Ada who?—Why doing science like a girl is worth shouting about
If you have a feed reader harvesting RSS feeds for your consumption, or are active in social media, you might have seen an upsurge in women-in-science-based activity around the middle of October each year. You may even have seen the name Ada Lovelace mentioned.
Since its launch in 2009, the science communication world spends a day talking about Ada Lovelace and celebrating the achievements of women in STEM careers (that’s Science, Technology, Engineering and Medicine). From online blog posts to IRL events, Ada Lovelace Day promotes awareness of and engagement with all the different areas in STEM that have women behind them.
Along with a whole host of other gender inequalities, women are currently underrepresented in the STEM fields. Run a Google search on “underrepresentation of women in STEM,” and you’ll see over 100,000 results flash up, including this report from the American Association of University Women. Apart from not progressing through STEM careers, girls and young women do not choose to enter these male-dominated professions—could be something to do with “I’m too pretty to do math” T shirts perhaps, or maybe other kinds of “run like a girl” stereotyping?
So Ada Lovelace Day was launched, showing that coding/experimenting/dissecting/#doinganydamnscienceactivityindeed like a girl was actually quite cool, quite OK, meaningful and something to aim for.
Why Ada Lovelace? Ada was born Augusta Ada Byron—yes, that Byron—way back pre-internet, in 1852. As an antidote to growing up mad, bad and dangerous to know (like her estranged father), Ada’s mother, Anne Isabella Byron, stuffed Ada’s early education with mathematics and logic. As a result, Ada became an equal in conversation with the great thinkers of her time, including a certain Charles Babbage—yes, that Babbage.
Ada described herself as an analyst and metaphysician. In her short life (she died from uterine cancer at the age of 36) she translated and analyzed engineering articles, and published a discussion of Babbage’s Difference Engine, in which she wrote what is considered the first computer program.
And even though she did it all like a girl, her notes carried weight then, and they still do now.
Ada Lovelace Day 2014
Last year, instead of writing about Ada Lovelace Day, this happened—sad, but it reinforces why shouting out about women’s contributions to STEM is important. However, out of a very depressing situation, a lot of inspiration and awareness grew, and this continues in the science world a year later.
So this year, we’ve rounded up some inspirations of our own for Ada Lovelace Day.
Talk Science to Me associate editor, Roma Ilnyckyj, nominated Dr. Jennifer Gardy as an inspiring woman in STEM.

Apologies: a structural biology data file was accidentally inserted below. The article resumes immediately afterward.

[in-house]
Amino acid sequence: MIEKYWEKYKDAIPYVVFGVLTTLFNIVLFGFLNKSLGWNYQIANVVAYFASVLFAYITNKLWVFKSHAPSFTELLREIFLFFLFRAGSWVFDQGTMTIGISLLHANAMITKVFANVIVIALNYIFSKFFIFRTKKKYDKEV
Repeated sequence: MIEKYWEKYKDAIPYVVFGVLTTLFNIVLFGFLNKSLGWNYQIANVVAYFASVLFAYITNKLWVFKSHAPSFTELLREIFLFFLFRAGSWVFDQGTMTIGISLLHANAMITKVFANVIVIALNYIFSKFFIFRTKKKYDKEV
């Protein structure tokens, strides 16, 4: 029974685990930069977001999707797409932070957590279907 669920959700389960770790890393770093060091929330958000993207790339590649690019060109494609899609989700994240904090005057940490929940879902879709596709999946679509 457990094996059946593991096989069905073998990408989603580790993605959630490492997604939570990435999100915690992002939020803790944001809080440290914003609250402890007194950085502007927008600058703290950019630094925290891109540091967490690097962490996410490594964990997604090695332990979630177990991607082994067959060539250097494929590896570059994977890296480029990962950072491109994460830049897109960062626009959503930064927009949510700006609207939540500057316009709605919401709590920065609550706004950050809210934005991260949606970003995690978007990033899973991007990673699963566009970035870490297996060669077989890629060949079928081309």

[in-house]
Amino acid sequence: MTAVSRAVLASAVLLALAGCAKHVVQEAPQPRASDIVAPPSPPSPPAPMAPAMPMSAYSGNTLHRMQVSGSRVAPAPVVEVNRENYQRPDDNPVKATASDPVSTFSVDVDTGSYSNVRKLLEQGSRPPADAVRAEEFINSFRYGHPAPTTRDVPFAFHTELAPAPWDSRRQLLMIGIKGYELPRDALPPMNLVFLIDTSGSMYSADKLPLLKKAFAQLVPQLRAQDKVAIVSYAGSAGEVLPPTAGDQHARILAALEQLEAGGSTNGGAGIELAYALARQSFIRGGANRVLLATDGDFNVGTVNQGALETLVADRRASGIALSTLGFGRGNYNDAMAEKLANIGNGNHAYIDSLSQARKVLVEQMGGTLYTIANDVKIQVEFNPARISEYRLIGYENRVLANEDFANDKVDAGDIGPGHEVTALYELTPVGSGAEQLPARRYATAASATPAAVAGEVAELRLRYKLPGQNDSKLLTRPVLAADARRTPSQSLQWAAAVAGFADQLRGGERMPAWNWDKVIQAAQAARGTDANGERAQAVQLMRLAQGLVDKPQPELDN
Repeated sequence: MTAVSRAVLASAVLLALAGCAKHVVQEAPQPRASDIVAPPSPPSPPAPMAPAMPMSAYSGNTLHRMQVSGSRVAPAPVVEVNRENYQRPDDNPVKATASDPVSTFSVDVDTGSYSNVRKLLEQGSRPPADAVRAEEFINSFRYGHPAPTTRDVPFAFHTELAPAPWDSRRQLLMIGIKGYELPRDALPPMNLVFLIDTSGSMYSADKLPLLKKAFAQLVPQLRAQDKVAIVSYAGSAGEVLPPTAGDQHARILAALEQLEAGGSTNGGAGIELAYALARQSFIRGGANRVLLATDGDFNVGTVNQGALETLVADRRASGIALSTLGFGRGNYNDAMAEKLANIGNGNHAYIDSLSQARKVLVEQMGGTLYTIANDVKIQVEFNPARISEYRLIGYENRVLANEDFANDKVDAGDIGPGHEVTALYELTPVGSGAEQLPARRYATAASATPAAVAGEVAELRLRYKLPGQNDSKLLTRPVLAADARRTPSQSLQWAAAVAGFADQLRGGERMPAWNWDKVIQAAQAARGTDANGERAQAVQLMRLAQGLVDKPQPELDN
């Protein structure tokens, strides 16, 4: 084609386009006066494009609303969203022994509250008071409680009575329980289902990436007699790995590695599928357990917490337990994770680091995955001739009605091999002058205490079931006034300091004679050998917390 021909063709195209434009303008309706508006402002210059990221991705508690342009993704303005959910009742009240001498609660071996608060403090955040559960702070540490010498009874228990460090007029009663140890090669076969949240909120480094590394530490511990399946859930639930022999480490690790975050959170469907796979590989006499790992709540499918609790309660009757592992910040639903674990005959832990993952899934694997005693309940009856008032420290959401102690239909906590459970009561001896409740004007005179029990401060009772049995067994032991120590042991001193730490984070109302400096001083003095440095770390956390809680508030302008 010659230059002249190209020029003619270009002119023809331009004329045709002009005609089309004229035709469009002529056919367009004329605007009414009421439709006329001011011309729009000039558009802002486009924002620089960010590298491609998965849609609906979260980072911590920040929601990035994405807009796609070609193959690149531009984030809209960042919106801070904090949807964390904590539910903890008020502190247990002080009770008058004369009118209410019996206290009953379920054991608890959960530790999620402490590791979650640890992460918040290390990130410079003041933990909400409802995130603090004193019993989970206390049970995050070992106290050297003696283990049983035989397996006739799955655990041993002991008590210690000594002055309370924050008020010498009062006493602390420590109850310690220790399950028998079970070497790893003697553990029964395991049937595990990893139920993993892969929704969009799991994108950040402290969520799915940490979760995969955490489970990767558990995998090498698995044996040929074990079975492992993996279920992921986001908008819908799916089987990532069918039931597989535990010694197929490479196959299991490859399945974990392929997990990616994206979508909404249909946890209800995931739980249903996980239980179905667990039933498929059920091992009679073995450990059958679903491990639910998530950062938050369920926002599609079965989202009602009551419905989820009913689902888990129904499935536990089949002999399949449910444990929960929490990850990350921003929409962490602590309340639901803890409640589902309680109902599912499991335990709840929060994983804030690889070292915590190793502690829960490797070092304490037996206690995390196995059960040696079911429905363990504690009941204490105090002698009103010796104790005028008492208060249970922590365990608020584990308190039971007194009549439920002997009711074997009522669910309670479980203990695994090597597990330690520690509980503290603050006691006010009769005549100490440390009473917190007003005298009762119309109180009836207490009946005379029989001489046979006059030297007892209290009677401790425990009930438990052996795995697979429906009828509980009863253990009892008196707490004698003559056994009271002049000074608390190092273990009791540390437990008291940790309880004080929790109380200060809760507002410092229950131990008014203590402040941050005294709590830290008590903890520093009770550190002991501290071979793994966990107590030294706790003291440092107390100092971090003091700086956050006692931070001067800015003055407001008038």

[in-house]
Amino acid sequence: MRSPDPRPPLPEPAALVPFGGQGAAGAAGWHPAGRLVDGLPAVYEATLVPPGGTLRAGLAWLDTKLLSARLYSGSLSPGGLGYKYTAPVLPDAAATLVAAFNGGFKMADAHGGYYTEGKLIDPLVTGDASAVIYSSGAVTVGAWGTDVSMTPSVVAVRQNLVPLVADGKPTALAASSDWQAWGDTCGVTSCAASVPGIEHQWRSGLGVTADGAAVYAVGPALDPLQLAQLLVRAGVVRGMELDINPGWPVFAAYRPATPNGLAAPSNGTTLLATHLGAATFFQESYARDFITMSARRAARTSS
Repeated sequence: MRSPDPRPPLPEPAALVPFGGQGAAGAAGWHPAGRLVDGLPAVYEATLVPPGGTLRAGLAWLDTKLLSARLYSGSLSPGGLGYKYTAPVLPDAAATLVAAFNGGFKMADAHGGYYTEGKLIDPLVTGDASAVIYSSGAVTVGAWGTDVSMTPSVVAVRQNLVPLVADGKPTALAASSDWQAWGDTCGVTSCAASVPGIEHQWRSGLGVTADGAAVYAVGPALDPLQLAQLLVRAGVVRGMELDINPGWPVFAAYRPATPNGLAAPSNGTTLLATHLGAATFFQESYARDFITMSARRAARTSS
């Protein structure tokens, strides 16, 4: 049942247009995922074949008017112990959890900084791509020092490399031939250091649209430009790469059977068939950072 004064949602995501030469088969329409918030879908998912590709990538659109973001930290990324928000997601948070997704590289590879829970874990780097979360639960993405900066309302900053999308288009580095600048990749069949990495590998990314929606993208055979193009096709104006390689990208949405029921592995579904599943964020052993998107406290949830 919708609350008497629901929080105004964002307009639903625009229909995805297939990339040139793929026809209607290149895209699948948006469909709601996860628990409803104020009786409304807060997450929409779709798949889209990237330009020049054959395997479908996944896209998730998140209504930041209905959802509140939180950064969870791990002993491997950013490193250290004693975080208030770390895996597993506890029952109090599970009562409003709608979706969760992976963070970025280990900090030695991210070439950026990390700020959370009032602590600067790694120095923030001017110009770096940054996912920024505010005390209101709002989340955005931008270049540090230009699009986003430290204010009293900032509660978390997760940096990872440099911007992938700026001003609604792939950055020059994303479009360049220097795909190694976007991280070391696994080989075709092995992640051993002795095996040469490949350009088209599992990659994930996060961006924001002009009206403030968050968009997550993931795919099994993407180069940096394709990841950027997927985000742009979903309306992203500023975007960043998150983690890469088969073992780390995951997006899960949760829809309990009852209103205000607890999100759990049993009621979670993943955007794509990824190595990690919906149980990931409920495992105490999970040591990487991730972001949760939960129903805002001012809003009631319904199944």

“She excels in all types of science communication and is just as active on Twitter as she is in science journals. Oh, and she just wrote a book for kids,” explains Roma.
Dr. Gardy, who is a senior scientist in Genomics and Molecular Epidemiology and Assistant Professor at UBC, manages to be a passionate science communicator on top of all her research activity. She has appeared on TV with CBC’s The Nature of Things and Discovery Channel’s Daily Planet, bringing science to a lay audience in an engaging and understandable manner.
UPDATE: Dr. Gardy is taking part in one of our local-to-TSTM Ada Lovelace Day events: she’s talking about Leaky Pipelines and Push-up Bras: Women in STEM and Science Media at SFU Burnaby.
Talk Science to Me mastermind, Eve Rickert, nominates another UBC professor: Dr. Sarah Otto, who combines mathematics with evolutionary biology to look at population change. She’s also Director for the Centre for Biodiversity Research, which if you’ve been paying attention to our blog through the years, you will know is associated with that awesome venue for engaging public awareness, the Beaty Biodiversity Museum.
Dr. Otto is also a 2011 MacArthur Fellow, received a Guggenheim Fellowship in the same year, and was elected to the US National Academy of Science in 2013.
Marilou Rickert, our policy and issue analyst, wholeheartedly nominates MGM Golden Age starlet, Hedy Lamarr. In addition to somewhat notorious film career, Lamarr was also an inventor. She jointly held patents in spread spectrum communications and frequency hopping, which today forms the basis of wireless communications such as Bluetooth and CDMA (code division multiple access). Once billed The Most Beautiful Woman in the World, Lamarr is a great dismissal of the brains vs. beauty stereotyping that dogs women entering STEM careers: it is possible to be both, as well as one, the other or neither in fact, just like a girl, boy or man.
I have met some incredible women during my career in STEM. My PhD supervisor, Dr. Cecilia Camacho-Hübner, was instrumental in building my love of science communication through her patient editing of my initial papers and rigorous training for delivering presentations. “Never apologize for your science,” she would say, and I never have.
However, my nomination is the woman who started it all off for me: Susanne Hart. I was an animal lover and veterinary surgeon wannabe, and my library groaned under the weight of books by James Herriot, David Taylor and Gerald Durrell. Then along came Vet in the Wild by Susanna Hart, a veterinary surgeon working among bush animals in Africa. Strange as it may seem today, she was the first notable female vet I had encountered.
Reading about her life working as a large animal vet in Africa was inspiring and exciting. Although I very quickly worked out that roughing it in the bush wasn’t for me, Susanna was a very positive role model, showing what a female vet could do in a world apparently populated with only men rolling up their sleeves to tackle animal health.